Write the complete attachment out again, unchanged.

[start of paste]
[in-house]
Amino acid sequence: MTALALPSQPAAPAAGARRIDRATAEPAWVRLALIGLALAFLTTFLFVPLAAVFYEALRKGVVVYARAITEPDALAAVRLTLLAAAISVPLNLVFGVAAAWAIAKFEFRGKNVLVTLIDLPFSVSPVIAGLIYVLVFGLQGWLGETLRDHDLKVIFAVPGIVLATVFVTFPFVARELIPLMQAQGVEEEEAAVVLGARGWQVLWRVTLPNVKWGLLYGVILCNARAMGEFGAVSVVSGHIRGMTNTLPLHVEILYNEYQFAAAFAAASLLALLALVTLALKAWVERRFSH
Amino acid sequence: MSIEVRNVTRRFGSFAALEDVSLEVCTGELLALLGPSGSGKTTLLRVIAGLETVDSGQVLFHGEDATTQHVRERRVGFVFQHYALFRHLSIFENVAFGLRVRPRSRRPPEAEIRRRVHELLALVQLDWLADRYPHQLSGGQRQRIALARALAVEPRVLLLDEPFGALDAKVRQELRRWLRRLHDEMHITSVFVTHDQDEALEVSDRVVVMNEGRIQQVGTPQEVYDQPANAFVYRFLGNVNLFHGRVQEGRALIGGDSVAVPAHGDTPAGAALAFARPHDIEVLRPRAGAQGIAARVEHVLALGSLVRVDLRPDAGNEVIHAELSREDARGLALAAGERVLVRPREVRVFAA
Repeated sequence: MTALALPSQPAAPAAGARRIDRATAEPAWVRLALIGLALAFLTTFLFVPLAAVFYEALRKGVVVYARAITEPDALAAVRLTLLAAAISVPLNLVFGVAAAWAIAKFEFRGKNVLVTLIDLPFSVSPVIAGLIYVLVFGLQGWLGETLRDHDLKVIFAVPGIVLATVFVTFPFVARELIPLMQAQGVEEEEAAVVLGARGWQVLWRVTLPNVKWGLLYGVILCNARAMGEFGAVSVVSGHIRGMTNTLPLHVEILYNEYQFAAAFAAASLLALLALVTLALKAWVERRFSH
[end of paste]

[in-house]
Amino acid sequence: MTALALPSQPAAPAAGARRIDRATAEPAWVRLALIGLALAFLTTFLFVPLAAVFYEALRKGVVVYARAITEPDALAAVRLTLLAAAISVPLNLVFGVAAAWAIAKFEFRGKNVLVTLIDLPFSVSPVIAGLIYVLVFGLQGWLGETLRDHDLKVIFAVPGIVLATVFVTFPFVARELIPLMQAQGVEEEEAAVVLGARGWQVLWRVTLPNVKWGLLYGVILCNARAMGEFGAVSVVSGHIRGMTNTLPLHVEILYNEYQFAAAFAAASLLALLALVTLALKAWVERRFSH
Amino acid sequence: MSIEVRNVTRRFGSFAALEDVSLEVCTGELLALLGPSGSGKTTLLRVIAGLETVDSGQVLFHGEDATTQHVRERRVGFVFQHYALFRHLSIFENVAFGLRVRPRSRRPPEAEIRRRVHELLALVQLDWLADRYPHQLSGGQRQRIALARALAVEPRVLLLDEPFGALDAKVRQELRRWLRRLHDEMHITSVFVTHDQDEALEVSDRVVVMNEGRIQQVGTPQEVYDQPANAFVYRFLGNVNLFHGRVQEGRALIGGDSVAVPAHGDTPAGAALAFARPHDIEVLRPRAGAQGIAARVEHVLALGSLVRVDLRPDAGNEVIHAELSREDARGLALAAGERVLVRPREVRVFAA
Repeated sequence: MTALALPSQPAAPAAGARRIDRATAEPAWVRLALIGLALAFLTTFLFVPLAAVFYEALRKGVVVYARAITEPDALAAVRLTLLAAAISVPLNLVFGVAAAWAIAKFEFRGKNVLVTLIDLPFSVSPVIAGLIYVLVFGLQGWLGETLRDHDLKVIFAVPGIVLATVFVTFPFVARELIPLMQAQGVEEEEAAVVLGARGWQVLWRVTLPNVKWGLLYGVILCNARAMGEFGAVSVVSGHIRGMTNTLPLHVEILYNEYQFAAAFAAASLLALLALVTLALKAWVERRFSH